I love you because …
Here are some things my children have fought about during
this last week of summer break:
- Who gets to shower first. Who gets to shower last.
- Whose turn it is to choose the television show.
- Which Pokemon card is truly most powerful.
- What would be more exciting, fire bending, water
bending or earth bending. (What does this even mean? I have tried to secure
explanations but am now more confused than ever.)
- Whether our 10-year-old yellow lab, Wilson,
looks more like he should be named “Wags” or “Wagsters.” (This debate was
particularly heated. The kids actually tried to make the case that Wilson had
chosen between the two names. Happily, Wilson just rolled over and went to
sleep, obviously as exhausted by the argument as I was.)
- Who runs faster. Who bowls better.
- Whose turn it is to get into the car first.n Whose turn it is to get into the car last.
I could go on, but you get the idea, don’t you?
The truth is, I have a tough time navigating many of these
sibling disputes – a fact probably aggravated by the fact that I am an only
child and do not have my own memories of fighting with a brother or sister.
This summer, I’ve tried to address their fighting through
one of our three themes – gratitude.
So, at least once each day, they have been encouraged to
look at each other and name at least three things they love about each other.
There are days when they are not feeling the love as much.
On these days, their “compliments” have often started out vague. One
particularly rocky evening, the loving words were, “you don’t always make me as
angry as you did today” and “sometimes you sit in the car and do not poke me at
But others days, I’ve been wowed by the ways they are able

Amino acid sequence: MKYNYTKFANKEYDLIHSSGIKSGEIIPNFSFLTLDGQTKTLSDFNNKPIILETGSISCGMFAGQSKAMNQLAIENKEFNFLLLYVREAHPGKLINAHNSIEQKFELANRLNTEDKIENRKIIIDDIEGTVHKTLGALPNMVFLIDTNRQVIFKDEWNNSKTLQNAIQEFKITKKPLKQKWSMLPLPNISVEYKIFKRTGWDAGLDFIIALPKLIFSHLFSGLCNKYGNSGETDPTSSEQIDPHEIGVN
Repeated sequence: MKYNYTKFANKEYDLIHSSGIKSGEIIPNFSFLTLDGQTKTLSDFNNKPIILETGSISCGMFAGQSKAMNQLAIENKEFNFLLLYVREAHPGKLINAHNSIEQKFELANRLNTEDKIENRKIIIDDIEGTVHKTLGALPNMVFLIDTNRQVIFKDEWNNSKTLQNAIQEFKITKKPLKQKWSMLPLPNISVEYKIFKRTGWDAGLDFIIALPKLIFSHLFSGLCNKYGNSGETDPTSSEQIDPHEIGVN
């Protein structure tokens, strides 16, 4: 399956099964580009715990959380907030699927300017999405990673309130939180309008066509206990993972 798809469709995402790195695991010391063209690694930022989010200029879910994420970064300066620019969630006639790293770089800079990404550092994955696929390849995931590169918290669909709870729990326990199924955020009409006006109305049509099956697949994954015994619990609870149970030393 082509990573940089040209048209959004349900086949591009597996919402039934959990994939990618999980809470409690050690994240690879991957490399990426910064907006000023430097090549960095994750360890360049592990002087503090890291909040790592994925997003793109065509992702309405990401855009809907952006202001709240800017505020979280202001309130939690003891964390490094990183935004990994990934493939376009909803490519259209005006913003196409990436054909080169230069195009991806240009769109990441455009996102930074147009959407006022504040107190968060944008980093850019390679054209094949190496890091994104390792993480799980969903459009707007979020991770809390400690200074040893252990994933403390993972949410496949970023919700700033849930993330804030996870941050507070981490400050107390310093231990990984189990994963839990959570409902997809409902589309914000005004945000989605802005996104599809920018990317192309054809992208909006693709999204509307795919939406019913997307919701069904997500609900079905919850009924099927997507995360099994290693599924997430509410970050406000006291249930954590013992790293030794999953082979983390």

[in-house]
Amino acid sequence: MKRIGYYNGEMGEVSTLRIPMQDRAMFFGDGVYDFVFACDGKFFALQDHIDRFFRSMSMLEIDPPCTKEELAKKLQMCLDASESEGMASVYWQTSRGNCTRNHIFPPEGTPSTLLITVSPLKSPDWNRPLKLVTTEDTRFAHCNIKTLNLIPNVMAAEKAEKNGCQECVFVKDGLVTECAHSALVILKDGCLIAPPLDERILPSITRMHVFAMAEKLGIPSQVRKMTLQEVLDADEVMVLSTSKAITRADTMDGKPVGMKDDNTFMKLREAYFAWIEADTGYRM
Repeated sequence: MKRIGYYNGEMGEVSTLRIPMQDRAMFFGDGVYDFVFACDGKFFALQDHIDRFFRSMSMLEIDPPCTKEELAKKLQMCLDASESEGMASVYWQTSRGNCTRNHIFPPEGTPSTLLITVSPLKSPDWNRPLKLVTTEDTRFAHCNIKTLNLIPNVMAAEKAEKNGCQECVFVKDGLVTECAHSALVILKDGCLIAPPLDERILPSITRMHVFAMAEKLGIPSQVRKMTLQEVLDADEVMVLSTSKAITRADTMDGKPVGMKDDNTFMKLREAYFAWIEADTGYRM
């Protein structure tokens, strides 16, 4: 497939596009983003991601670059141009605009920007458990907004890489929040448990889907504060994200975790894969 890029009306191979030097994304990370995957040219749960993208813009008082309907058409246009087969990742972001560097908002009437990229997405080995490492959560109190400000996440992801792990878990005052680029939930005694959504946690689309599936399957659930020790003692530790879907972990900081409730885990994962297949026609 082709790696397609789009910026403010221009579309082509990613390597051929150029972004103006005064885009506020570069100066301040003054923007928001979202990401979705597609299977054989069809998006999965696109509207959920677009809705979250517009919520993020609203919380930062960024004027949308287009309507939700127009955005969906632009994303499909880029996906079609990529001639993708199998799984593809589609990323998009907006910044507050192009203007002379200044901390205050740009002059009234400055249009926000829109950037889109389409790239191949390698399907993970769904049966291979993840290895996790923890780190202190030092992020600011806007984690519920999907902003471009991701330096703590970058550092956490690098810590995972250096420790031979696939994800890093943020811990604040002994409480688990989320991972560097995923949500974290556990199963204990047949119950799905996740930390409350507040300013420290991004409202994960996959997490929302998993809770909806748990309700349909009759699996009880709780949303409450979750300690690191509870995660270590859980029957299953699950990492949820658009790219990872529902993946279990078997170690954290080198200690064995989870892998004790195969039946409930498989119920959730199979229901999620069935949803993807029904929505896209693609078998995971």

to show each other love and gratitude. Some of my favorite compliments of the
- Hunter, who always says his a bit shyly, eyes
lowered and blushing, even after three months of practice: “Hannah, I’m
thankful for you because you always help me. You build things for me. You bring
me blankets and stuffed animals to hold when I’m sad.”
- Hannah: “Hunter, you are happy for me when
something good happens to me. You always play with me. You watch movies with me
even when you don’t pick them – and even when it’s Barbie — because you know
it makes me happy.”
- Hunter: “You are the fastest running girl I have
ever seen. And you love video games. And science. You are just a great girl – a
- Hannah: “You always listen to me about things
things that are important. When things happen, I can’t wait to tell you. A lot
of times, telling you something is my favorite part.”
Obviously, these expressions of gratitude between Hannah and
Hunter have not magically stopped their fighting.
But those loving, grateful moments do remind me – even now, as the two of them are in the adjoining room, squabbling
over whether to play Sonic Colors or Super Mario Bros. – that a foundation of
love and gratitude is a beautiful start.